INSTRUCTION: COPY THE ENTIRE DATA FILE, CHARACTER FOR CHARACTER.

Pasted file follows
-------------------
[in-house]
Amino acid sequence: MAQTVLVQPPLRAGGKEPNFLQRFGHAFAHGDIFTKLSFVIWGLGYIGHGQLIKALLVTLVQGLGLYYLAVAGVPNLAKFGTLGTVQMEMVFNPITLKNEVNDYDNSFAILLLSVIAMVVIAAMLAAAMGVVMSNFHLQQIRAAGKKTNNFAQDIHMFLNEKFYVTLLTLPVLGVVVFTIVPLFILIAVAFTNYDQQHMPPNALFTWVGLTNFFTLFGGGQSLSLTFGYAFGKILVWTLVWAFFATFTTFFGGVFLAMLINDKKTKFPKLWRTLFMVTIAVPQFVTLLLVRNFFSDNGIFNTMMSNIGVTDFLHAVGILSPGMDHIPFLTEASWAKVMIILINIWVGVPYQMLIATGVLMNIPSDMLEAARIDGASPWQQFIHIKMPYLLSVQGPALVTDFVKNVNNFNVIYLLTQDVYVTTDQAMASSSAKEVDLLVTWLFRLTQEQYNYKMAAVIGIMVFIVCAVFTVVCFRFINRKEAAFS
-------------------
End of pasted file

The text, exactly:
[in-house]
Amino acid sequence: MAQTVLVQPPLRAGGKEPNFLQRFGHAFAHGDIFTKLSFVIWGLGYIGHGQLIKALLVTLVQGLGLYYLAVAGVPNLAKFGTLGTVQMEMVFNPITLKNEVNDYDNSFAILLLSVIAMVVIAAMLAAAMGVVMSNFHLQQIRAAGKKTNNFAQDIHMFLNEKFYVTLLTLPVLGVVVFTIVPLFILIAVAFTNYDQQHMPPNALFTWVGLTNFFTLFGGGQSLSLTFGYAFGKILVWTLVWAFFATFTTFFGGVFLAMLINDKKTKFPKLWRTLFMVTIAVPQFVTLLLVRNFFSDNGIFNTMMSNIGVTDFLHAVGILSPGMDHIPFLTEASWAKVMIILINIWVGVPYQMLIATGVLMNIPSDMLEAARIDGASPWQQFIHIKMPYLLSVQGPALVTDFVKNVNNFNVIYLLTQDVYVTTDQAMASSSAKEVDLLVTWLFRLTQEQYNYKMAAVIGIMVFIVCAVFTVVCFRFINRKEAAFS